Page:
AUGUSTA, Maine — The governor wants to level the playing field between formal lodging places and homeowners who rent out rooms, homes or cabins to travelers, not by licensing the homes, but by de-regulating all hospitality businesses.
The comment by Holly Lusk, senior health policy adviser for Gov. Paul LePage, was made Monday morning during a public hearing by the Legislature’s Health and Human Services Committee on a bill that would require all providers of short-term lodging be licensed by the state.
The hearing drew about 50 speakers, and testimony on the measure went on for nearly 3 hours.
Lusk said the governor did not support the legislation before the panel, preferring instead to remove any licensing requirements currently in place for lodging businesses. She added that any formal proposal to end such licensing requirements, however, would likely come during next year’s legislative session. She said after such action, DHHS inspectors could then be shifted to inspect restaurants.
A Department of Health and Human Services license now is required for any building where sleeping accommodations composed of four or more rooms are offered by a business.
The bill that was the focus of Monday’s hearing was LD 436, sponsored by Sen. John Patrick, D-Rumford. Patrick said the bill was necessary for the safety and health of the public and out of fairness to lodging businesses that are required to obtain state licenses.
Among the people speaking out for the bill was Rockland Mayor Frank Isganitis, who addressed the committee as co-owner of the Limerock Inn in Rockland. Rockland officials have held a series of meetings on whether to require licenses for homeowners who are renting out rooms.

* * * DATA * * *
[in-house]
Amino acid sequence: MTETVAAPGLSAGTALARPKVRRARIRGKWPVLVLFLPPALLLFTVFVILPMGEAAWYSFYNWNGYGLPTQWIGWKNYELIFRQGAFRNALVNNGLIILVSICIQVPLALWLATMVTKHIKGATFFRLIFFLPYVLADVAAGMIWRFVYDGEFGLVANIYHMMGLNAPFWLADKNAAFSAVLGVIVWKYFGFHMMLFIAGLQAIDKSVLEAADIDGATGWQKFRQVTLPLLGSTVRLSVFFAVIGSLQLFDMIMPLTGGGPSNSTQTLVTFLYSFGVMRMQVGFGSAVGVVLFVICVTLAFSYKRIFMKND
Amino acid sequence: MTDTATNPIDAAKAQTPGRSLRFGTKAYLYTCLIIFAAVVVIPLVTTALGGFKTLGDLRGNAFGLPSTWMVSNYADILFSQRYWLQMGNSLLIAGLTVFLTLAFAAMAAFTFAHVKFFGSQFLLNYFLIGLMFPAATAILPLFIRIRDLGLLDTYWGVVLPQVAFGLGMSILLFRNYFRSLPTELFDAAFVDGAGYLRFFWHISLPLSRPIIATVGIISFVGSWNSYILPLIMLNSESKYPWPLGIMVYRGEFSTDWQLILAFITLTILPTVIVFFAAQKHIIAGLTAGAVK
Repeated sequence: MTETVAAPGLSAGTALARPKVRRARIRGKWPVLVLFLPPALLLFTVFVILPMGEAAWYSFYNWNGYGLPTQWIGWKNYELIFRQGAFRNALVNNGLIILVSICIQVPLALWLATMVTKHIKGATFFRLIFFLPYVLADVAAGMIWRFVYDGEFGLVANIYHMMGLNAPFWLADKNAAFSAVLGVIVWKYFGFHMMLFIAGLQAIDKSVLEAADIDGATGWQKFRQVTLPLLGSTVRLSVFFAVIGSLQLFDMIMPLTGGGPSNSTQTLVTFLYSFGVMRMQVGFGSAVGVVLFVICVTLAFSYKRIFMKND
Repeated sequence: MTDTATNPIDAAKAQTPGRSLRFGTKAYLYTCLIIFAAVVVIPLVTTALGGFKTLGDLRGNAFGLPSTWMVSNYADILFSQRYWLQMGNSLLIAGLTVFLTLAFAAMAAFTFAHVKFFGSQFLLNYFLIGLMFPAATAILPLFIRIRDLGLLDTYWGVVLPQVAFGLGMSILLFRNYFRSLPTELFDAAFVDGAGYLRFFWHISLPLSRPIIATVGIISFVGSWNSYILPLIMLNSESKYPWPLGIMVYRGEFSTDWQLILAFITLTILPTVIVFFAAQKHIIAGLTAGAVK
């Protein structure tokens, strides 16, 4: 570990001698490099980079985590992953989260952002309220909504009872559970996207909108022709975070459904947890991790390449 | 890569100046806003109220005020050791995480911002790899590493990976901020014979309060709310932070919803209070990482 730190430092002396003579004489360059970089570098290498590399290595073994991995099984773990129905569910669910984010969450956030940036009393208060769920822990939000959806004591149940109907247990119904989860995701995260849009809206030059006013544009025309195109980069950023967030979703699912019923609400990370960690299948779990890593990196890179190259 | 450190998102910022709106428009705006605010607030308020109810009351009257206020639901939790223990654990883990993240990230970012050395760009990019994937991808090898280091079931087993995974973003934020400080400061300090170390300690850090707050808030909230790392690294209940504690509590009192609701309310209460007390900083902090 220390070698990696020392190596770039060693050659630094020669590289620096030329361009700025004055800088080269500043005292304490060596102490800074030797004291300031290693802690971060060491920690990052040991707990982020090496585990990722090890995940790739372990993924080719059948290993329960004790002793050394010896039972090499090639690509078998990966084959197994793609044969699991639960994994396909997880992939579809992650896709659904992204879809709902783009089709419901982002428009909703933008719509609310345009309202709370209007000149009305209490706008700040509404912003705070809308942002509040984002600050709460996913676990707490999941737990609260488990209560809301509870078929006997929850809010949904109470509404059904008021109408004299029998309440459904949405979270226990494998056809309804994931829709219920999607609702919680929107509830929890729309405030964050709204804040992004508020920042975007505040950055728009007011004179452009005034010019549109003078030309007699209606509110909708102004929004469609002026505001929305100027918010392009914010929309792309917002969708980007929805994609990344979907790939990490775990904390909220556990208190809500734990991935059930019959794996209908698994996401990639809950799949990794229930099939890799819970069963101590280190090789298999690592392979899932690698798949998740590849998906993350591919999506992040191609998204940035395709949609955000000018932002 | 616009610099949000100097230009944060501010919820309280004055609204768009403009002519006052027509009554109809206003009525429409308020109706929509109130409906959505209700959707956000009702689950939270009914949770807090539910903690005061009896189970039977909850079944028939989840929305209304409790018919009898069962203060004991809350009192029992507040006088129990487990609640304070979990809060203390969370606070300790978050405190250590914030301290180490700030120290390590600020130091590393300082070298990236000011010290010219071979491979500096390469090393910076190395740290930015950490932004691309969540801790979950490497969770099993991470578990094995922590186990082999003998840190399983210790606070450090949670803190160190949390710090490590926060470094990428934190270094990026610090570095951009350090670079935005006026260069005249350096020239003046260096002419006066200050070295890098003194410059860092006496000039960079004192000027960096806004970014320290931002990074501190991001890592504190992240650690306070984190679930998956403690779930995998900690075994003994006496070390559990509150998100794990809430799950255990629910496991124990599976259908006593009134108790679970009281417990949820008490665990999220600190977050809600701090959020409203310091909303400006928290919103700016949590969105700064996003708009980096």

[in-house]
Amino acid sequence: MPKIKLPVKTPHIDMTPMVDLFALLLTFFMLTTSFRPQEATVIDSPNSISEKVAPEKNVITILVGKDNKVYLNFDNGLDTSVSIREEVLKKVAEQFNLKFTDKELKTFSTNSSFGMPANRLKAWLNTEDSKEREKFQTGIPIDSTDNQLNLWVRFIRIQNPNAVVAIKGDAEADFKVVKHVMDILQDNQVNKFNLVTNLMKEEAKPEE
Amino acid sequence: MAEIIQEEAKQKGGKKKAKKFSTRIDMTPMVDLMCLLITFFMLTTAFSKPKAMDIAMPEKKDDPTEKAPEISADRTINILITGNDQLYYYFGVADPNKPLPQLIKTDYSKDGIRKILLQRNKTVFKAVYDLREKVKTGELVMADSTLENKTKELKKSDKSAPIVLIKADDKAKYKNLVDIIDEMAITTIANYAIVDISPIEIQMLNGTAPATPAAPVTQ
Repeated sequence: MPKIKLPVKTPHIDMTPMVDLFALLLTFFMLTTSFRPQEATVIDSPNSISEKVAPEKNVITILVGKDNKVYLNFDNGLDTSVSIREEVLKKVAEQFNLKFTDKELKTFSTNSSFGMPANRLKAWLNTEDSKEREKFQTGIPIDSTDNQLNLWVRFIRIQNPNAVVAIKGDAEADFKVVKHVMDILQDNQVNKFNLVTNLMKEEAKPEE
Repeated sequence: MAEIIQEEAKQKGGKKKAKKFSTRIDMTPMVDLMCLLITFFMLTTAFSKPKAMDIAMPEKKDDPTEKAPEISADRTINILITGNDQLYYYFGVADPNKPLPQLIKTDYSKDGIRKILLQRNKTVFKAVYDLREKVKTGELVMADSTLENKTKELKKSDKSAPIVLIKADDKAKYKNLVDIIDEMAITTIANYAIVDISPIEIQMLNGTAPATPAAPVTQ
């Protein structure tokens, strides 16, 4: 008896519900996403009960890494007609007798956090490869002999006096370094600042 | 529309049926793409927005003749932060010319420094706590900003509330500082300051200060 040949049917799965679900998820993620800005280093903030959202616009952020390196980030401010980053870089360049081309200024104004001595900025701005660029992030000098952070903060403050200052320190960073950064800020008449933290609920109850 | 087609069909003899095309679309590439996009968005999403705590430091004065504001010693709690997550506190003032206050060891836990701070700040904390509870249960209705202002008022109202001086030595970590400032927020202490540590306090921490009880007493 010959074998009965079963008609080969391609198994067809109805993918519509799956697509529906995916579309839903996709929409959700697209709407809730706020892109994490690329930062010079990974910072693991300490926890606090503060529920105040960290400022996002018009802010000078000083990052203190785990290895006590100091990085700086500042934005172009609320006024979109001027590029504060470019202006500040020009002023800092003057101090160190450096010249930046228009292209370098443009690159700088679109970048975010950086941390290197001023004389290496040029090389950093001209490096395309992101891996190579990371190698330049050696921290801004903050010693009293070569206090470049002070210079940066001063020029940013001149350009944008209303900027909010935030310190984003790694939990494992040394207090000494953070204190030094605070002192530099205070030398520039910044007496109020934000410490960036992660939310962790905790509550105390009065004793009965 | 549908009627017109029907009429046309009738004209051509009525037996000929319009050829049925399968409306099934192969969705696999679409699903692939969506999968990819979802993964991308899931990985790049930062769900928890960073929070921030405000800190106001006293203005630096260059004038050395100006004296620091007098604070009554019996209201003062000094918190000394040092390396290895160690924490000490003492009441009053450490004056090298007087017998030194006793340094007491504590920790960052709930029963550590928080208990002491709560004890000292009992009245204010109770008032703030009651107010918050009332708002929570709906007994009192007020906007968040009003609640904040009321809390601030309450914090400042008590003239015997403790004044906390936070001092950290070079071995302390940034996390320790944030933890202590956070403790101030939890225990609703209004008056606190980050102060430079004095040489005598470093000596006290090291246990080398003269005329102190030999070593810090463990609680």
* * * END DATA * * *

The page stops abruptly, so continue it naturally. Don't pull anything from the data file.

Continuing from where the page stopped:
It is an issue that other communities around Maine and the country are struggling with as more travelers are turning to a growing number of rooms, apartments and houses that are rented for short-term stays through such websites as Airbnb.com.
Some lodging businesses have complained that some of the informal rentals violate state and local laws, including safety, tax and zoning regulations.
Isganitis said Monday that the rights of the king of a castle should be regulated when it adversely affects the neighboring castle and the overall kingdom.
Tom Connelie of the Black Lantern bed-and-breakfast in Topsham said the homeowners who advertise on sites such as airbnb.com are in direct competition with him yet they often do not meet the safety standards that he has to meet. He said, for instance, that windows have to be a minimum size in the event a person needs to get out through that window.
Greg Dugal, executive director of the Maine Innkeepers Association, said the bill simply took a common sense approach to the problem.
Audrey Miller, president of Vacation Professionals of Maine, argued, however, that the bill was not worthy of the committee’s time.
Miller said the bill would not level the playing field but was a way for large lodging businesses to bully the smaller ones. She said the additional standards required of people who rent out rooms or cabins would put hundreds of people out of business.
Nicole Fuller of Rockland said she purchased her home two years ago with the intent to rent out rooms as a way to pay for the home. Fuller said she pays lodging and income taxes and has installed smoke and carbon monoxide detectors. The Rockland homeowner said Maine would lose out on a certain demographic of travelers if homes such as hers were not allowed to offer short term rentals.
Lynn Luzzi of Rockport agreed, saying the bill would negatively affect the tourism industry in Maine. She said it does not make sense to require homes to meet the same standards as commercial establishments.
“This bill targets the elimination of an alternate philosophy of travelers’ lodging,” she said.
Penelope Ray of Rockport said the bill would add red tape.
“One thing Maine does not need is more red tape and bureaucracy,” Ray said.
The legislative committee next will hold a workshop on the bill before taking a vote. No date has yet been set for the workshop.